Snowy Monaro Mayor Narelle Davis noted the obstacles the train faced and said she was confident the two local groups that wanted to use the track would come to a resolution about its future.
She said the track was a “no-brainer” as it would provide a huge boost to the smaller towns in her region that tourists often overlook, as well as a safe place for local families to ride and walk with their children .
“When you’re on a bike, you want to stop and enjoy the city you’re in… It’s not like when you’re in a car, where you just drive hundreds of miles.”
Landowners along the trail could also sell farm products, host farm stays or offer morning tea to trail users, she said, and small towns could see new businesses open to serve visitors.
But Cooma Monaro Railway spokesman Craig Moore said his group had been planning for years to run a tourist train on the southern section of the track — an effort he said would cost about $13 million to set up.
“There’s plenty of room in the hallway. We’d like to see them side by side,” Moore said of the two proposals. “What we don’t want is for one group to stand out above the other.”
The tourist steam train would “celebrate the golden age of rail travel,” Moore said, with sleeping cars and dining cars. Once operational, the group expects to generate approximately $22 million per year in economic benefits.
Monaro Rail Trail group member Ken Lister said sharing the rail corridor for part of the trail was possible, but it would be difficult to accommodate both groups along other sections.
He hoped the Monaro Rail Trail could replicate the success of the Tumbarumba to Rosewood railway in southern NSW, which opened in 2020 and attracted 15,000 walkers and cyclists in its first year.
“It’s just gone ballistic, and no one had heard of Rosewood before that,” Lister said. “When I went there a few months ago, there were two coffee shops doing a great trade, and a bicycle shop had opened in Tumbarumba. You now get a motel room there.”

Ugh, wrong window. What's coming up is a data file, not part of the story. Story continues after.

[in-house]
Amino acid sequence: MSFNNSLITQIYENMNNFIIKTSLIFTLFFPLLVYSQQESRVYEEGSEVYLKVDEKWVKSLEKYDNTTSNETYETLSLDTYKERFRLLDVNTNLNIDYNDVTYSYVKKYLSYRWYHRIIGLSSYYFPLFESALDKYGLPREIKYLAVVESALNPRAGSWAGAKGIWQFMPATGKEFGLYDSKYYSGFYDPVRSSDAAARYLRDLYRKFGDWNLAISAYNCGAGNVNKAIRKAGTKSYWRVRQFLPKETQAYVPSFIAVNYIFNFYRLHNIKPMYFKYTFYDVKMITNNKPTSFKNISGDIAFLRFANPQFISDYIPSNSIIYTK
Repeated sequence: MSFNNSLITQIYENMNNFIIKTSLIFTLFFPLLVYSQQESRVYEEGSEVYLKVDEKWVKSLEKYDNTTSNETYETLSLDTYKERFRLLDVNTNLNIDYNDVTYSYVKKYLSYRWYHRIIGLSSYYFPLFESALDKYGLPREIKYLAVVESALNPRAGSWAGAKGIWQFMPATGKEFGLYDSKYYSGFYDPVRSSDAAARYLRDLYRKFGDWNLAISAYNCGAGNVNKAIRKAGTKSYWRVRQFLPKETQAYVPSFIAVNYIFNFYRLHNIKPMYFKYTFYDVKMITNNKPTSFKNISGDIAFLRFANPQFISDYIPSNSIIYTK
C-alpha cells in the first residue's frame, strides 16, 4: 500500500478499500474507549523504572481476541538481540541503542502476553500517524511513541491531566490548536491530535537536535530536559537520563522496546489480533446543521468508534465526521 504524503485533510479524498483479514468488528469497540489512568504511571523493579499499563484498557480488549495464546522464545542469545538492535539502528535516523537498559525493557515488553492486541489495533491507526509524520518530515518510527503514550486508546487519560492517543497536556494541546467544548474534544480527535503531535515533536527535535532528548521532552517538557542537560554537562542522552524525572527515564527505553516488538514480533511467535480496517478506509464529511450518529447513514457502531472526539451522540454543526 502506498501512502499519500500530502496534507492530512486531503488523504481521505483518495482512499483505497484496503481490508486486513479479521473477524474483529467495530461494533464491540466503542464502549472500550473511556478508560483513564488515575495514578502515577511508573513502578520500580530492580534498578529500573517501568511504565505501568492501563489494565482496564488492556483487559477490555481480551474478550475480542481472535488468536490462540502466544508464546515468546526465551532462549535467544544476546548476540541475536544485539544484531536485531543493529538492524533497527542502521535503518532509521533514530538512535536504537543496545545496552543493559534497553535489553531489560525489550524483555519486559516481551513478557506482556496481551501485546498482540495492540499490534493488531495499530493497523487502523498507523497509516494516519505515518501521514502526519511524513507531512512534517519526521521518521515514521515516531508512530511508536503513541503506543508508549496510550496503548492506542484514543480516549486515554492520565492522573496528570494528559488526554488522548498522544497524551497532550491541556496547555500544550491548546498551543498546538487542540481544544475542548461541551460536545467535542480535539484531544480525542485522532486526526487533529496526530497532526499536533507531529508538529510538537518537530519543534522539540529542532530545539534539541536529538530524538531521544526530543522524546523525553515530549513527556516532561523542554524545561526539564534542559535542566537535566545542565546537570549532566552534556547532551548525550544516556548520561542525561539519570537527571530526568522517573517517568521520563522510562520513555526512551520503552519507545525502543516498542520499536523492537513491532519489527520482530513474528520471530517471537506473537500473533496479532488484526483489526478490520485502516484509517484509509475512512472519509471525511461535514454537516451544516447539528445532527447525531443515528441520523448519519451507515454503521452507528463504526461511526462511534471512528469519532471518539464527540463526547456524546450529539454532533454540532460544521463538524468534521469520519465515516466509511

He estimated that the trail would cost about $62 million to build, but would bring about $24 million in economic benefits to the region annually. This would especially help Bombala, which relies on the timber industry but was hit hard by the 2019-2020 wildfires.
“Bombala is struggling economically,” he said. ‘It depends on one wood factory and a quarter of the shops are boarded up. It’s very sad. They’re nice people down there, they just want to revitalize the city and have some opportunities for their young people, so they’re not leaving.”
Farmers across the state have also said they fear rail trail users will bring weeds and disease onto their property, or allow animals to escape, and cash-strapped municipalities are concerned about the cost of maintaining the trails, which built with government grants.
The Department of Regional NSW said that to attract government support, any proposed rail route would need to address local farmers’ concerns about biosecurity and show that the wider community was behind the idea.
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